Monday, February 2, 2009

Partage slideshow and reflection

Last week was pretty uneventful. I did a bit of hiking around the flatirons searching for new good lines but didn't come across much. Yesterday I put in a session at the BRC and did this move that fully wrecked my back. I don't think I did any permanent damage but it's pretty sore right now. I've never had my big core muscles this sore before. I was trying to hold this really violent swing onto a good jug. Now I feel like a stake was driven right through my midsection and it hurts to do a simple sit up. I'm sure I'll be fine in a few days though (I was even able to climb some right after I hurt it).

I brought up Partage a week ago and it reminded me of a reflection I wrote about the experience. I gave it to La Sportiva to put on their webpage but it was never posted. I figured I would post it here. Also, I put together a slide show of images of my climbing the problem taken by Stephan Denys. Here's the slide show and below is my reflection on the ascent. At the bottom is a photo of me on a 7c arete near Partage that I flashed earlier that day.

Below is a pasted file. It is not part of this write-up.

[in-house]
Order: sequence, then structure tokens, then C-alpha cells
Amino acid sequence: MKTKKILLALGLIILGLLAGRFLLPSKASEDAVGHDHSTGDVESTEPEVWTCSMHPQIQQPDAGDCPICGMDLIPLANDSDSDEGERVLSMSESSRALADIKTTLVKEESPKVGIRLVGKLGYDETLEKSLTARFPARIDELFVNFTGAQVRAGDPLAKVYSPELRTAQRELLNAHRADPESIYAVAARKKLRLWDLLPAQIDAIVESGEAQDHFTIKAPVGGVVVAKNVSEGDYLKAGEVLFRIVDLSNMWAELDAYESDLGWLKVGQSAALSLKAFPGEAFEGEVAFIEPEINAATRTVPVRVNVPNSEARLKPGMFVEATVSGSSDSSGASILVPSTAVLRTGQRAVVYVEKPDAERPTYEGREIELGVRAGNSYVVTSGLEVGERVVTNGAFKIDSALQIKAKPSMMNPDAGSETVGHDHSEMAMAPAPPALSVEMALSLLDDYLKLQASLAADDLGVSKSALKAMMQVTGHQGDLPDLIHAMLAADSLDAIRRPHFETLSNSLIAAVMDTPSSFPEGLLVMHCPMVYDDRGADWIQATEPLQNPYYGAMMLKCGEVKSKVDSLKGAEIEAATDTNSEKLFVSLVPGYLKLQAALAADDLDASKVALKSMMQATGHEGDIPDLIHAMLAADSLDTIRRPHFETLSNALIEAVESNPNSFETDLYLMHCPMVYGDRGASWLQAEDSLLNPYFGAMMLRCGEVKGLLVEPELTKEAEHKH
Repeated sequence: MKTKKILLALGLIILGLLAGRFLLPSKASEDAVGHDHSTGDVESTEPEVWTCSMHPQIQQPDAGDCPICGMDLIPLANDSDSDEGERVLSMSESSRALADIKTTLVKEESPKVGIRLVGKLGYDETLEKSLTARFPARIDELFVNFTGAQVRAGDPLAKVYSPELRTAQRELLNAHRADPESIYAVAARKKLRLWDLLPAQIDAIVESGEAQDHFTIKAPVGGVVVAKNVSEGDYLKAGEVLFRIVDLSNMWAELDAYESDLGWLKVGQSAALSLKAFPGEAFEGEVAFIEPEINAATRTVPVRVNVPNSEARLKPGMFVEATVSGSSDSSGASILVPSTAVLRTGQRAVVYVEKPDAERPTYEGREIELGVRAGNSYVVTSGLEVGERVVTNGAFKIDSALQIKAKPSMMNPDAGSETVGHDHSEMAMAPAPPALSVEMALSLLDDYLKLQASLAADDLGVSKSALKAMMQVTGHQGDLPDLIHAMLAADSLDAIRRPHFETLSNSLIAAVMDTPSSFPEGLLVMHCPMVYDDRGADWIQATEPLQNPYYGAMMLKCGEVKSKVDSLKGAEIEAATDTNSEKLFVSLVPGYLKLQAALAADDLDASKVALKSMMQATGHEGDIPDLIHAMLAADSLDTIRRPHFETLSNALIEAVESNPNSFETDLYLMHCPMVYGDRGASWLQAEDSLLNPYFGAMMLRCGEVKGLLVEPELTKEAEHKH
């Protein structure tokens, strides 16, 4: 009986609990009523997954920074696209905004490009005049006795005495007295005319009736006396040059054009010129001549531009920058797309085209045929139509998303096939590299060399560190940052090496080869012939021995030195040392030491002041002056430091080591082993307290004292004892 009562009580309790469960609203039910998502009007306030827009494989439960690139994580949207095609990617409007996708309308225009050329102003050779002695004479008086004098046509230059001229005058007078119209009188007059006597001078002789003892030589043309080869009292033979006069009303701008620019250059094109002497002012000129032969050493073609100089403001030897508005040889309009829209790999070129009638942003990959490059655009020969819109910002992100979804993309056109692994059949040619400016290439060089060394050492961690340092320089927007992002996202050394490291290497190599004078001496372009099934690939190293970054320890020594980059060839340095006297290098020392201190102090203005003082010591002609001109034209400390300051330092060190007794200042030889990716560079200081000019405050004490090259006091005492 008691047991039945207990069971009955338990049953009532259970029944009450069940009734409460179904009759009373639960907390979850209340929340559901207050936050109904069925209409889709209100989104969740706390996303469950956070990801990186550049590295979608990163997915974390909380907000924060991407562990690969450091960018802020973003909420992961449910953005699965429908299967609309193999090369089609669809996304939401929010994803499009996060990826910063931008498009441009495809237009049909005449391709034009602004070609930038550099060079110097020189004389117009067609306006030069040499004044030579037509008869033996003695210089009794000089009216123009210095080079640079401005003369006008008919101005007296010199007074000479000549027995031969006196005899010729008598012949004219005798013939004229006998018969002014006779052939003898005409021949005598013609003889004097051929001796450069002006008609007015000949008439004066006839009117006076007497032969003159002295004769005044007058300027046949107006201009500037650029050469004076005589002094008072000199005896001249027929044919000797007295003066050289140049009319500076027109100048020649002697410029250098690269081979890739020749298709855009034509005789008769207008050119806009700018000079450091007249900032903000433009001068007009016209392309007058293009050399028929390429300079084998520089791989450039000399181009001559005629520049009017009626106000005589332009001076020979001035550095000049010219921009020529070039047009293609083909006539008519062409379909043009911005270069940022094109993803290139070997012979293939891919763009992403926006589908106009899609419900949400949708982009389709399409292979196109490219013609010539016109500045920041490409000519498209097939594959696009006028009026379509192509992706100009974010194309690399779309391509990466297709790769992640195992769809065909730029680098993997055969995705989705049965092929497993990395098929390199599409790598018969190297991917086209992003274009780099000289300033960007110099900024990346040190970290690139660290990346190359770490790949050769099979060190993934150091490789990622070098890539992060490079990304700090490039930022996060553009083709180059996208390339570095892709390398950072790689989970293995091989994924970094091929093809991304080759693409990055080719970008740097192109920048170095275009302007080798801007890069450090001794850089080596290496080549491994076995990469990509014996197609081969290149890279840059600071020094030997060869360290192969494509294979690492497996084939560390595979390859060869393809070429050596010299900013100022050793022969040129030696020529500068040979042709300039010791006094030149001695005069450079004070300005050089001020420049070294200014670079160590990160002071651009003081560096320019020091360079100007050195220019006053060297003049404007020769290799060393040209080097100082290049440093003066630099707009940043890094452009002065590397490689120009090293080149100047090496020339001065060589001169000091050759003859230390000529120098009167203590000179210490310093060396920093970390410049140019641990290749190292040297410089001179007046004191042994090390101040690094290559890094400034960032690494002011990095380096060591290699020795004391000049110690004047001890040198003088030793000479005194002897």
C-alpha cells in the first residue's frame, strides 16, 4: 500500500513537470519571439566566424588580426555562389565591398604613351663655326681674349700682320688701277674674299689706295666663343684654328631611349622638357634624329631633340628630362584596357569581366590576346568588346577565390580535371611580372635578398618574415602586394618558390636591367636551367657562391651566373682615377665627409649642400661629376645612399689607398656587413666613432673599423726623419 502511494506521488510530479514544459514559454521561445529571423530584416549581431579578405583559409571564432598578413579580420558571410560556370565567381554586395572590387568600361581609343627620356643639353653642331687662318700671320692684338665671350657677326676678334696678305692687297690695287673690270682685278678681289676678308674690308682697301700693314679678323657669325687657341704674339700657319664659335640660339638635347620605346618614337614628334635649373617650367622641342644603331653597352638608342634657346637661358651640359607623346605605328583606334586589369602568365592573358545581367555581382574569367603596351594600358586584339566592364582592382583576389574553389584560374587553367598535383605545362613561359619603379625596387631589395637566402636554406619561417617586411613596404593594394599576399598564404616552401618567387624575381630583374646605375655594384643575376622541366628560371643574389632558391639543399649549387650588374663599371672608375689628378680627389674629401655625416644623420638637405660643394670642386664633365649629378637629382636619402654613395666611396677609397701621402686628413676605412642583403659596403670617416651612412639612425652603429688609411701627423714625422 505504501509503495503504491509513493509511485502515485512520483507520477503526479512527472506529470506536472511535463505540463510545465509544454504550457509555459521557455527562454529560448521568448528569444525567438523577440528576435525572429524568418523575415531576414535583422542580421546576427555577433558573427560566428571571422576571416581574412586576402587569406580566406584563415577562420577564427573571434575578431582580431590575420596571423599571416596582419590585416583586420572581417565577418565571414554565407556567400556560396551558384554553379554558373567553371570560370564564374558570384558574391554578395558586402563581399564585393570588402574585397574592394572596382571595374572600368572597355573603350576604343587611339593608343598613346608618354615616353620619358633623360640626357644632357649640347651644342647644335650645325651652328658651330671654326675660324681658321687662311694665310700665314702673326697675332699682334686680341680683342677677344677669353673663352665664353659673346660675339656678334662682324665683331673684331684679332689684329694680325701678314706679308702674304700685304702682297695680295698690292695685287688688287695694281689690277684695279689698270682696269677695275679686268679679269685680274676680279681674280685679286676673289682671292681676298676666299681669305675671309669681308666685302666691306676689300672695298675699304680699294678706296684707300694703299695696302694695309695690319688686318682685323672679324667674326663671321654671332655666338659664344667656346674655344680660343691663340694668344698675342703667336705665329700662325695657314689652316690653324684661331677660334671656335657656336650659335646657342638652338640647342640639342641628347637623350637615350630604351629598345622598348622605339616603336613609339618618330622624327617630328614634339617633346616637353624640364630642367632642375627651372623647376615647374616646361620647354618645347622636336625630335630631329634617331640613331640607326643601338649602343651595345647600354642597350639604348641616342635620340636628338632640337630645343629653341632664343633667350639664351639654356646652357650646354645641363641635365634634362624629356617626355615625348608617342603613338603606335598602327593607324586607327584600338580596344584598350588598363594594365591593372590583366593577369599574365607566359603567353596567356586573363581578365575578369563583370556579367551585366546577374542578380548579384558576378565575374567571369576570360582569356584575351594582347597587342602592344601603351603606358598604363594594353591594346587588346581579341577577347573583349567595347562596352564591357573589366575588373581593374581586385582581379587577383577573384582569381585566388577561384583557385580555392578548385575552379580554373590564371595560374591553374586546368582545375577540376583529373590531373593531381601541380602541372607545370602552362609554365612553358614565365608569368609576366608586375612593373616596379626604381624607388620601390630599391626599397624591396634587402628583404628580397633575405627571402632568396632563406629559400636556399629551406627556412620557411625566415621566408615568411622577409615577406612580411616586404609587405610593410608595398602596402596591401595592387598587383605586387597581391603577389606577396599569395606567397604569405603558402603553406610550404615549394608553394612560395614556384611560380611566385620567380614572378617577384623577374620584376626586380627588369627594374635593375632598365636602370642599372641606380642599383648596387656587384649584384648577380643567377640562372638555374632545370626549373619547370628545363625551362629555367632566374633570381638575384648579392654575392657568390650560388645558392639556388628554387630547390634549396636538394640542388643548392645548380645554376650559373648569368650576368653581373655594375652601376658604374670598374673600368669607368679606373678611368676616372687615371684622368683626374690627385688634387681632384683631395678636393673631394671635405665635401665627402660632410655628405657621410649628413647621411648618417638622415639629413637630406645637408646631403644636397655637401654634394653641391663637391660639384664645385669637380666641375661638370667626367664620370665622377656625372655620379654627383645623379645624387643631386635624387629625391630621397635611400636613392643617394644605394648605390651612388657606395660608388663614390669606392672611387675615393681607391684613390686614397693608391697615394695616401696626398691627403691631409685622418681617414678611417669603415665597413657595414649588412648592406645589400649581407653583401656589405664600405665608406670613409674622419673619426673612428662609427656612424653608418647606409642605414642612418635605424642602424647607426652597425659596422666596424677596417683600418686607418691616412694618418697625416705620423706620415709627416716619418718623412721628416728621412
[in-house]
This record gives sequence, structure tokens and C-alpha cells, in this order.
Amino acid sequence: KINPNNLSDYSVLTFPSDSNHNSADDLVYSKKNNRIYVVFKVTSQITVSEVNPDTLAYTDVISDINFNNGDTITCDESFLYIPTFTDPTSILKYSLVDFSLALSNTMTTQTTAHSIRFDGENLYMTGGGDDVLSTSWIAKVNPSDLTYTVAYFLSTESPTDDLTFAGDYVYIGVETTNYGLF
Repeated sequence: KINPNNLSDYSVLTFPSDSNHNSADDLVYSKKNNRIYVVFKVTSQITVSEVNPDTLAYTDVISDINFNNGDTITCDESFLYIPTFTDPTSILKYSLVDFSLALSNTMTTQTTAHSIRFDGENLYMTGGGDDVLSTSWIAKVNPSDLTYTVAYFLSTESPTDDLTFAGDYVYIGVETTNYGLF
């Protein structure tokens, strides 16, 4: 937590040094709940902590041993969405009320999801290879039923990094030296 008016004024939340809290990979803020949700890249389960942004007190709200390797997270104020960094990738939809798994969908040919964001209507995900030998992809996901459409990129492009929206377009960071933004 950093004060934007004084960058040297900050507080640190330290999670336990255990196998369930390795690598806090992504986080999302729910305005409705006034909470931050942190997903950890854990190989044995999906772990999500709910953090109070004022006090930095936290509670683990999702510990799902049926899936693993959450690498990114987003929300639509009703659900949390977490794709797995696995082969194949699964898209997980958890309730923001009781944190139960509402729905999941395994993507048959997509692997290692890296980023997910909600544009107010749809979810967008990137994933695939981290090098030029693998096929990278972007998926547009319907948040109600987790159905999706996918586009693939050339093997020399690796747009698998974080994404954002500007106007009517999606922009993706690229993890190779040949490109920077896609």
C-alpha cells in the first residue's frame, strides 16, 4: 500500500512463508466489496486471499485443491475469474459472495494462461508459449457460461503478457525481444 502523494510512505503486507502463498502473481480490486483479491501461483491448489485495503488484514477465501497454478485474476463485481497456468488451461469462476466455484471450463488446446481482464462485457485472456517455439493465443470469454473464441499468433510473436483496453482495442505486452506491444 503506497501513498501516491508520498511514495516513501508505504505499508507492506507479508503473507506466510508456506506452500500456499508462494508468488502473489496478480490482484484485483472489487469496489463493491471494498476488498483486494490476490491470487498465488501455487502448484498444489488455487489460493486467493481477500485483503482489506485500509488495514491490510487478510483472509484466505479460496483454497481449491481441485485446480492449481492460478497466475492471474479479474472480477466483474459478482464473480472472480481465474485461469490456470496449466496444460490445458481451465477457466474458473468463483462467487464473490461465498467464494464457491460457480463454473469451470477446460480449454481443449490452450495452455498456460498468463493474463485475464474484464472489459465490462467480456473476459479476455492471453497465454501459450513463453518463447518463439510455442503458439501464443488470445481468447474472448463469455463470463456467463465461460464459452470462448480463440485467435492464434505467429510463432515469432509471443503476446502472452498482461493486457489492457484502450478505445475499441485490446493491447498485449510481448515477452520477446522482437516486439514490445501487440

Partage 8a+ (photos: Stephan Denys)

(Note: I wrote this just after returning from my France trip last March)

I just got back from an amazing two week trip in France. I spent the first part in Fontainebleau and the second part in the South of France, mainly at a new sandstone bouldering area called Annot. I met up with Tony Lamiche there and he gave me a great tour of the climbing. The trip was memorable for many reasons, but climbing-wise, the highlight for me was flashing an 8a+(V12) arete in Font called Partage. When I first heard about this problem, probably 7 years ago, it was touted as one of the best problems in the world - one of the select five star lines. Though I visited Font briefly a few years back, I never got to see the problem and so it remained a mystery to me. Seeing the problem in person was one of the main priorities for this trip. I wasn't sure if I would climb on it because I knew it was hard and my time in Font would be short.